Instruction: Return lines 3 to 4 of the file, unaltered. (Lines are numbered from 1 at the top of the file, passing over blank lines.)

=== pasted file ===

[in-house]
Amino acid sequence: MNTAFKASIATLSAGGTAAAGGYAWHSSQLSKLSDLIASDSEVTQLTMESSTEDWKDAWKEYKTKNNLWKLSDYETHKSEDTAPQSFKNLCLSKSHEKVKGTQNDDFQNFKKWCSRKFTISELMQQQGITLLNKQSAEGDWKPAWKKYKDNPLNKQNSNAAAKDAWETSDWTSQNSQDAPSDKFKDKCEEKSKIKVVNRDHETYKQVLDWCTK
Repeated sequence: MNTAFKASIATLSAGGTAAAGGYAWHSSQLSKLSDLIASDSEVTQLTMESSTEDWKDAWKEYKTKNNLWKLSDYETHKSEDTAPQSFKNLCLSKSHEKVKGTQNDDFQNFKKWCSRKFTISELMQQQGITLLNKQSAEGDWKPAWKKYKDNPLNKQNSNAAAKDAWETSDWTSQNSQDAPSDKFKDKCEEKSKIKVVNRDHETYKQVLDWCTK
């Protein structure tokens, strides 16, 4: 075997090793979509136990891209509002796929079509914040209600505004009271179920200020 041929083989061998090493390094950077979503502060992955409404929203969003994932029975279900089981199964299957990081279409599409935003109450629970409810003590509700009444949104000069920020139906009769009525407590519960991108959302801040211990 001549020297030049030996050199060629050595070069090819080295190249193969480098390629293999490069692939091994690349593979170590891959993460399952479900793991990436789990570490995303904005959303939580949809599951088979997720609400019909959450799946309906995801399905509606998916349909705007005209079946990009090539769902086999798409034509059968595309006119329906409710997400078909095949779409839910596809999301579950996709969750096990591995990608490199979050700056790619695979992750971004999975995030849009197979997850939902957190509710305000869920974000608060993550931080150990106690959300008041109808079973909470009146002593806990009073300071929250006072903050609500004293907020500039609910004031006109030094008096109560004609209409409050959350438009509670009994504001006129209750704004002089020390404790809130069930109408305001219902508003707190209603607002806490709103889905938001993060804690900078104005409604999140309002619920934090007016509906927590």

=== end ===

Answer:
Repeated sequence: MNTAFKASIATLSAGGTAAAGGYAWHSSQLSKLSDLIASDSEVTQLTMESSTEDWKDAWKEYKTKNNLWKLSDYETHKSEDTAPQSFKNLCLSKSHEKVKGTQNDDFQNFKKWCSRKFTISELMQQQGITLLNKQSAEGDWKPAWKKYKDNPLNKQNSNAAAKDAWETSDWTSQNSQDAPSDKFKDKCEEKSKIKVVNRDHETYKQVLDWCTK
């Protein structure tokens, strides 16, 4: 075997090793979509136990891209509002796929079509914040209600505004009271179920200020 041929083989061998090493390094950077979503502060992955409404929203969003994932029975279900089981199964299957990081279409599409935003109450629970409810003590509700009444949104000069920020139906009769009525407590519960991108959302801040211990 001549020297030049030996050199060629050595070069090819080295190249193969480098390629293999490069692939091994690349593979170590891959993460399952479900793991990436789990570490995303904005959303939580949809599951088979997720609400019909959450799946309906995801399905509606998916349909705007005209079946990009090539769902086999798409034509059968595309006119329906409710997400078909095949779409839910596809999301579950996709969750096990591995990608490199979050700056790619695979992750971004999975995030849009197979997850939902957190509710305000869920974000608060993550931080150990106690959300008041109808079973909470009146002593806990009073300071929250006072903050609500004293907020500039609910004031006109030094008096109560004609209409409050959350438009509670009994504001006129209750704004002089020390404790809130069930109408305001219902508003707190209603607002806490709103889905938001993060804690900078104005409604999140309002619920934090007016509906927590």